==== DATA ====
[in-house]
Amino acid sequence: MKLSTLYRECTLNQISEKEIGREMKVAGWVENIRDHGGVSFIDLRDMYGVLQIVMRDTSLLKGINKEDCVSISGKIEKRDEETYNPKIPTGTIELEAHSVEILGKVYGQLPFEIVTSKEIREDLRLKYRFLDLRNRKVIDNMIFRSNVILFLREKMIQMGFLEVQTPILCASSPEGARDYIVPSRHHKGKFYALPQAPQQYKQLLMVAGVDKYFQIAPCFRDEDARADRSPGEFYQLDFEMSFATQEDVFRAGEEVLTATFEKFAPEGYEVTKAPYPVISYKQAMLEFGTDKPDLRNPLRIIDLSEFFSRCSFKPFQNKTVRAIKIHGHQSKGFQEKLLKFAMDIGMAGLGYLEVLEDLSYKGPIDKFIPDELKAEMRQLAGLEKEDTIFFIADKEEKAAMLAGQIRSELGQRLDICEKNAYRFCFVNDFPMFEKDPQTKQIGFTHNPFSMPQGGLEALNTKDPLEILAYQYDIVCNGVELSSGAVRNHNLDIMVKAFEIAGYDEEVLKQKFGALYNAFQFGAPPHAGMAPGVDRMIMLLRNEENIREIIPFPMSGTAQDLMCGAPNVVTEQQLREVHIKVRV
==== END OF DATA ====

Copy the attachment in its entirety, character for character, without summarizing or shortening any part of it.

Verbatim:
[in-house]
Amino acid sequence: MKLSTLYRECTLNQISEKEIGREMKVAGWVENIRDHGGVSFIDLRDMYGVLQIVMRDTSLLKGINKEDCVSISGKIEKRDEETYNPKIPTGTIELEAHSVEILGKVYGQLPFEIVTSKEIREDLRLKYRFLDLRNRKVIDNMIFRSNVILFLREKMIQMGFLEVQTPILCASSPEGARDYIVPSRHHKGKFYALPQAPQQYKQLLMVAGVDKYFQIAPCFRDEDARADRSPGEFYQLDFEMSFATQEDVFRAGEEVLTATFEKFAPEGYEVTKAPYPVISYKQAMLEFGTDKPDLRNPLRIIDLSEFFSRCSFKPFQNKTVRAIKIHGHQSKGFQEKLLKFAMDIGMAGLGYLEVLEDLSYKGPIDKFIPDELKAEMRQLAGLEKEDTIFFIADKEEKAAMLAGQIRSELGQRLDICEKNAYRFCFVNDFPMFEKDPQTKQIGFTHNPFSMPQGGLEALNTKDPLEILAYQYDIVCNGVELSSGAVRNHNLDIMVKAFEIAGYDEEVLKQKFGALYNAFQFGAPPHAGMAPGVDRMIMLLRNEENIREIIPFPMSGTAQDLMCGAPNVVTEQQLREVHIKVRV